“We hope we can muster up three more fantastic performances to get those nine points and make the last few weeks interesting.” QPR’s disappointment was made greater because they had dragged themselves back into the game through Leroy Fer’s volley after Philippe Coutinho had put the hosts ahead in the first half. However, after Steven Gerrard missed a penalty, defender Nedum Onuoha was sent off for a second bookable offence and the visitors could not hold on as Gerrard headed home the winner two minutes from time. The former England captain has just three games remaining of his Liverpool career before he leaves for the Los Angeles Galaxy and manager Brendan Rodgers paid tribute to the midfielder’s determination. “A lot of players, when they miss a big penalty their game goes and their confidence goes. He is the total opposite,” he said. “He is one of a unique group of players that when they need to respond, they do. An outstanding header gets us the win. “It is a world-class talent. There is a very small group of players in that bracket when, in the big games, they score the big goals and make the big contributions and he has done that throughout his career. “He missed a penalty and you think it may go against us but there was no-one more determined to make up for it. “It will probably only be when he is gone that people will recognise what a sheer talent he is.” The win ended a miserable fortnight for Liverpool after they lost an FA Cup semi-final and saw their slim hopes of a top-four finish virtually extinguished. Minutes before kick-off a plane flew overhead trailing the banner ‘Rodgers Out, Rafa In’ in reference to former Liverpool boss Rafael Benitez. “I thought it was Rafa’s agent,” added Rodgers, who went on to defend his position. “Football has short memories. We sat here last year and nearly won the league.” Press Association QPR manager Chris Ramsey insists his side will cling to the very last semblance of hope in their fight to stay in the Premier League but admits events over the weekend have put things in perspective for everyone. “The players have run their socks off and come away with nothing again but the events of earlier have put things in the right context. “The players used it as a strength. Rio would have wanted that and requested that but I wouldn’t say it had a bearing on why we didn’t come away with a point. “Everyone will tell you, as a man, he has been absolutely fantastic. He has come in and trained, kept it to himself, not been moping or had the world on his shoulders, he’s talked to the young players, he has been a man-mountain. “We only have good things to say about him and the way he has conducted himself. “Our thoughts are with him and his family and we hope they can pull together and find strength at this tragic moment.” Defeat left Rangers seven points from safety with just nine to play for and they head to Manchester City next weekend. Asked whether it was almost impossible to avoid the drop Ramsey added: “Yeah, but the word ‘almost’ is what you need to cling on to. “The fans can see what the players are trying to do. We are not going out with a whimper. Just hours before the 2-1 defeat at Liverpool, which dramatically reduced their chances of avoiding the drop, it was announced QPR defender Rio Ferdinand’s wife Rebecca had died from cancer at the age of 34. “It does put things into perspective. There is a very solemn atmosphere in the changing room for both reasons,” said the QPR manager.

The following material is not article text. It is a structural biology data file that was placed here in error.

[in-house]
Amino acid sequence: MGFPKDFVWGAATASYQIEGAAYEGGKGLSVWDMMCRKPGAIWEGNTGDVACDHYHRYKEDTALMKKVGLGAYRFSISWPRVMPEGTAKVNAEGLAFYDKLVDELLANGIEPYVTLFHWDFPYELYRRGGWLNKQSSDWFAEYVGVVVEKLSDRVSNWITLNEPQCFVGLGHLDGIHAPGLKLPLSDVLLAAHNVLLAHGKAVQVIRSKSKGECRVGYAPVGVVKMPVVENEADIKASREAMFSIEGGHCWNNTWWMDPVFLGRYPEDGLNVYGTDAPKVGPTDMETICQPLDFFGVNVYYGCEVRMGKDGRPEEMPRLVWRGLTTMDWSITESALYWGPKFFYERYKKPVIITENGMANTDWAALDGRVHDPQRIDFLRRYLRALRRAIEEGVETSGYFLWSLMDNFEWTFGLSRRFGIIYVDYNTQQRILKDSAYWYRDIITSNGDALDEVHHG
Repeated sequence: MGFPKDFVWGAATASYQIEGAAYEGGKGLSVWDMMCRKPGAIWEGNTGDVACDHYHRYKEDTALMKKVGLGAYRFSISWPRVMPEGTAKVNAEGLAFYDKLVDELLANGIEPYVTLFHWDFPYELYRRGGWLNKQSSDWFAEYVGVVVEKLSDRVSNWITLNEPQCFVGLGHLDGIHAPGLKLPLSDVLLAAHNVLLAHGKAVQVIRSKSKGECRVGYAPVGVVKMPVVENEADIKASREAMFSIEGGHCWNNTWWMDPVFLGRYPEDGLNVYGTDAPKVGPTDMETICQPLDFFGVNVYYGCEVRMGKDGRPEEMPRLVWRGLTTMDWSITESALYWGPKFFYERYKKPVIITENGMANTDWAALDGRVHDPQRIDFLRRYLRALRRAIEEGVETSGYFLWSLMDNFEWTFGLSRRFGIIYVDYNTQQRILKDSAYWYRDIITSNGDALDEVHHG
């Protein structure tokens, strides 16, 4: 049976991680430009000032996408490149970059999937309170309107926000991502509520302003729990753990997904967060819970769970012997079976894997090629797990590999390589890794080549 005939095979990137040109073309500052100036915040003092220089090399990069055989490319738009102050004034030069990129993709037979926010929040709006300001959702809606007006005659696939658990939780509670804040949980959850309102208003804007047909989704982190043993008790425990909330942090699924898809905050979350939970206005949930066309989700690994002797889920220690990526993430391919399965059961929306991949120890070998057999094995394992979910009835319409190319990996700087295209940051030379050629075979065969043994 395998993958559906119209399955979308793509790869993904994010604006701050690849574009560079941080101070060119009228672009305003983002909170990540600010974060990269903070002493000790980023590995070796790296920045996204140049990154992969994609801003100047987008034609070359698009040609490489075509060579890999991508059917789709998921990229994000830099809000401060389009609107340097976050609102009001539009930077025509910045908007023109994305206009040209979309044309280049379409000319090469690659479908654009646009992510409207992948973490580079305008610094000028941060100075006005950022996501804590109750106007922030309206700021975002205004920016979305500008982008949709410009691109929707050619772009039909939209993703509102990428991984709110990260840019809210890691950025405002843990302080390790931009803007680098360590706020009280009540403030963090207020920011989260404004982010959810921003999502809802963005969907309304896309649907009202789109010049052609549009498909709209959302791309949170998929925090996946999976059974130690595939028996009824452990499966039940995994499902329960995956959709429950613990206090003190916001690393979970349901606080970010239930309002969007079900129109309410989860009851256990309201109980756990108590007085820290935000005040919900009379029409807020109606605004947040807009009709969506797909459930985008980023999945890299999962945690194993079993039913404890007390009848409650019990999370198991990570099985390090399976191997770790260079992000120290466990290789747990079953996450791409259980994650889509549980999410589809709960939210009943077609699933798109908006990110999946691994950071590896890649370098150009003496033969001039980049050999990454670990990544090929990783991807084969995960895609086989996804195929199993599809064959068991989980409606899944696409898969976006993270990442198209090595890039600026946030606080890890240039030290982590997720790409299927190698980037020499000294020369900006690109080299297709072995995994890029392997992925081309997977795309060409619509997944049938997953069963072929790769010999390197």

The White House Coronavirus task force is testifying live before congress Tuesday. The nation’s top infectious disease specialist, Dr. Anthony Fauci, plans to warn Congress about the consequences of reopening too quickly from coronavirus lockdowns. Dr. Fauci is testifying before a Senate committee Tuesday remotely and is expected to warn that if the country is too quick to reopen, there will be “needless suffering and death.” Fauci will explain that if guidelines aren’t followed, there could be multiple new outbreaks of the respiratory illness. The White House has released a phased plan for states to follow, but many states are moving on with their own reopening plans.